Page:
THE LITERARY world is abuzz with excitement as NoViolet Bulawayo made it onto the shortlist of the prestigious Man Booker Prize.
In her debut novel We Need New Names, we take a walk through Paradise with Bastard, Chipo, Godknows, S’bho and S’tina on a guava stealing escapade.
However, as the story unfolds amidst much humour and literary prowess, you realise that there is more at stake than frivolous child’s play.
Her 2011 short story Hitting Budapest which won the “Caine Prize for African Writing.”
NoViolet is a pseudonym for Elizabeth Zandile Ntshele. “Violet” was actually the name of the author’s late (since late hence NoViolet “no mother”) mother and Bulawayo I suspect honours the city in which she was born and bred before emigrating to the United States.
For those not in the know, the Man Booker Prize for Fiction is a literary award for an original work of fiction written in English by a citizen of the Commonwealth, Ireland and Zimbabwe.
The prize was founded in 1969 and at that time was known as the Booker McConnell prize in recognition of its sponsors.
Like most literary prizes, it has had its fair share of controversy. However, that is a topic for another day.
Back to the pressing issue at hand: I desperately want NoViolet to win for three reasons.
First and foremost she gets to walk away with $80 000 in prize money. It is about the money just as much as it is about the art.
Honestly speaking, if you are a creative genius with literary skills I don’t see why you should not reap the dividends.
Musicians are generously rewarded for their lyrical ability why shouldn’t writers?
NoViolet has worked hard to hone her writing skills as she has a Masters in Fine Arts in Creative Writing and is a Stegner Fellow at Stanford University.
Many writers are literally bankrupt and there’s nothing remotely romantic about a hungry artist!
I was reading recently that Mike Maphoto was offered R5 000 ($500) to publish his blog Diary of a Zulu Girl into a novel.
That is an example of literary poverty suffered by most writers with a wealth of creativity.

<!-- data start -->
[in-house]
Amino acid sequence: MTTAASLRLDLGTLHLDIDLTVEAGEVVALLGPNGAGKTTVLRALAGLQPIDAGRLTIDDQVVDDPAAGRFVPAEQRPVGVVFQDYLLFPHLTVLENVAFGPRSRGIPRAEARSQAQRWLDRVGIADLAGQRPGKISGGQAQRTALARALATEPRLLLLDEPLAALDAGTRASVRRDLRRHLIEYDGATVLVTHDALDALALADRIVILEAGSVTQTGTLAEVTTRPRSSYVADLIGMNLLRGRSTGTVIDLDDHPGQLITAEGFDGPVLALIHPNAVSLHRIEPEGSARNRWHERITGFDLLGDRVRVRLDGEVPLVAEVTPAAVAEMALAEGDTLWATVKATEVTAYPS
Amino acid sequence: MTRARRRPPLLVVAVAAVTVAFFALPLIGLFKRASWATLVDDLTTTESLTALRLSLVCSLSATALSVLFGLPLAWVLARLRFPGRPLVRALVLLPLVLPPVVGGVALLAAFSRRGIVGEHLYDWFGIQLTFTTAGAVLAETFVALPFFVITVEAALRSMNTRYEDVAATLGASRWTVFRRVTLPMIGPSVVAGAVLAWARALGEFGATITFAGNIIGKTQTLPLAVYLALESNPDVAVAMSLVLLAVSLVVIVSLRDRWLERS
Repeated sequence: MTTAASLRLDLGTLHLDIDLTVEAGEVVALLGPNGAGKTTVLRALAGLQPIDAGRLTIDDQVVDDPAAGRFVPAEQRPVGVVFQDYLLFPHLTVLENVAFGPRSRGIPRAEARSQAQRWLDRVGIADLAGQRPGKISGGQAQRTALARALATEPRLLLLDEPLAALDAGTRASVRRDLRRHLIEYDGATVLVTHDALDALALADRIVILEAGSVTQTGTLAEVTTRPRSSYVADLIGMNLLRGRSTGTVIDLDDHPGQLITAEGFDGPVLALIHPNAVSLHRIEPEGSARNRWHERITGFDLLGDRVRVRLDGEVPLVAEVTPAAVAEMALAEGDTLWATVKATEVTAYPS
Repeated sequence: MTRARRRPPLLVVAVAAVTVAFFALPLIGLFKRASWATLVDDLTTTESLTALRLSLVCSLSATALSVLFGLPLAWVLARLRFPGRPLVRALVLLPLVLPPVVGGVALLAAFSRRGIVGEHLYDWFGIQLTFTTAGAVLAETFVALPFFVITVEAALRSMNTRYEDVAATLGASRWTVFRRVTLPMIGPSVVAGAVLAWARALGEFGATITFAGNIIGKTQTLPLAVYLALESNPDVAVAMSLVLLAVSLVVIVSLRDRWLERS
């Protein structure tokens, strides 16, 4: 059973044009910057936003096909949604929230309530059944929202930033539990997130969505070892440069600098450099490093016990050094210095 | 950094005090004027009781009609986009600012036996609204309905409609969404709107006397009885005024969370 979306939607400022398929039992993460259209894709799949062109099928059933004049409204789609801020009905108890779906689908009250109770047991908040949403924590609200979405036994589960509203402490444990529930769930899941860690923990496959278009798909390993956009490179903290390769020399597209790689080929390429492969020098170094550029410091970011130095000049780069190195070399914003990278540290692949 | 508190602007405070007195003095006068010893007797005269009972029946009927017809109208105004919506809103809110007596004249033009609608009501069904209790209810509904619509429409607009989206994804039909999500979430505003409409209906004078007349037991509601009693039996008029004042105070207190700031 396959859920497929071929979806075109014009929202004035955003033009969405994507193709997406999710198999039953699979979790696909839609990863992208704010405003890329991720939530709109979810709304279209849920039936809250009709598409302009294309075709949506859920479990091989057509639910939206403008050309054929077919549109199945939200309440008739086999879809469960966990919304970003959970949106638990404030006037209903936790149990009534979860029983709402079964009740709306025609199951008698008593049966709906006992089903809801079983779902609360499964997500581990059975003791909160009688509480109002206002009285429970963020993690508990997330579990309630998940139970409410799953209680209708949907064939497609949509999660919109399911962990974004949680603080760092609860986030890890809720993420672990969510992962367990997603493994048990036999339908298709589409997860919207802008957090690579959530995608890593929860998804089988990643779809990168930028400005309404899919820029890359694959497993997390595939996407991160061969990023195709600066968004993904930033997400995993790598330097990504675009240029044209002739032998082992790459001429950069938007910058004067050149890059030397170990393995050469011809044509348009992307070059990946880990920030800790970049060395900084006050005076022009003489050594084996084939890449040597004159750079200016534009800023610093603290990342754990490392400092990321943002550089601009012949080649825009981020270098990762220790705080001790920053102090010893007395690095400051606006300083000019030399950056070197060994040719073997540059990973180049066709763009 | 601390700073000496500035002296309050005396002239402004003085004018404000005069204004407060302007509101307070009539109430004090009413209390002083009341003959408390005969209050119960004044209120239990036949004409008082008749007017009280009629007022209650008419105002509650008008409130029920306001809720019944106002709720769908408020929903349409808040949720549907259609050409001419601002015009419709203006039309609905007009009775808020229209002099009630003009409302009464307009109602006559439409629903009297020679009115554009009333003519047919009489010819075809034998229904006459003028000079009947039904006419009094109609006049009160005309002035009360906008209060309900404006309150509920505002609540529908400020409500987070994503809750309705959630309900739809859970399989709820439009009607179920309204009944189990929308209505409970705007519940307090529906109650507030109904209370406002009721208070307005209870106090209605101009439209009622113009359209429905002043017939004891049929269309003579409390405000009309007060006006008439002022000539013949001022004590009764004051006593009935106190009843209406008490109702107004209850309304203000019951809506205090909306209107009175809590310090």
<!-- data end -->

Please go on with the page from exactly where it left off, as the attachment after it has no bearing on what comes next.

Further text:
This is why many writers continue to eke out a meagre living, unless of course they can win in literary competitions like the Man Booker or become runaway bestsellers like JK Rowling.
Money aside, the second reason why I want NoViolet to win is because she will be the first black African woman to win this prize. She would be making history.
Nadine Gordimer was the first white South African woman to win the prize in 1974 for her novel The Conservationist.
Other winners have been male. JM Coetzee, a South African went on to win the prize twice.
First in 1983 for the Life and Times of Michael K and again in 1999 for Disgrace.
Another African winner is Nigerian-born Ben Okri who won in 1991 for The Famished Road.
In the 44 years that the prize has been running, only four Africans have won the coveted prize.
Personally I believe it would be a coup for the prize to be won by an African again considering how “African” literature is often segregated from other literature.
You have no idea of my untold angst each time I walk into a bookshop and find African authors relegated to their own shelf with a big banner “African Literature”.
I guess you could say Africans are special because you don’t ever find a shelf that says “European Literature” or “American Literaure” which to me always smacks strongly of the great divide of “us and them”.
However, it is considered a triumph when African writers emerge superior in this international literary contest.
The third reason is that NoViolet will most definitely put Zimbabwean literature not just on top of the world map, but on the local one too.
If NoViolet hadn’t been shortlisted for the Man Booker, many of you might not have read her book or even bothered to show face at her book launches.
Many talented Zimbabwean writers launch their books to ghost audiences and don’t even get a line in the local newspapers.
I am happy though because after this coup by NoViolet, the literary spotlight will now shine on Zimbabwe.
Chinua Achebe paved the way for other Nigerian writers in the same way NoViolet will pave the way for Zimbawean talent.
She is truly inspirational to any young person who wants to pursue writing as a career.
However, like they say, winning is not everything, but whatever happens, she has certainly written her way to greatness with a new narrative on African literature.
Sukoluhle Nyathi is the author of the novel The Polygamist. You can follow her on Twitter @SueNyathi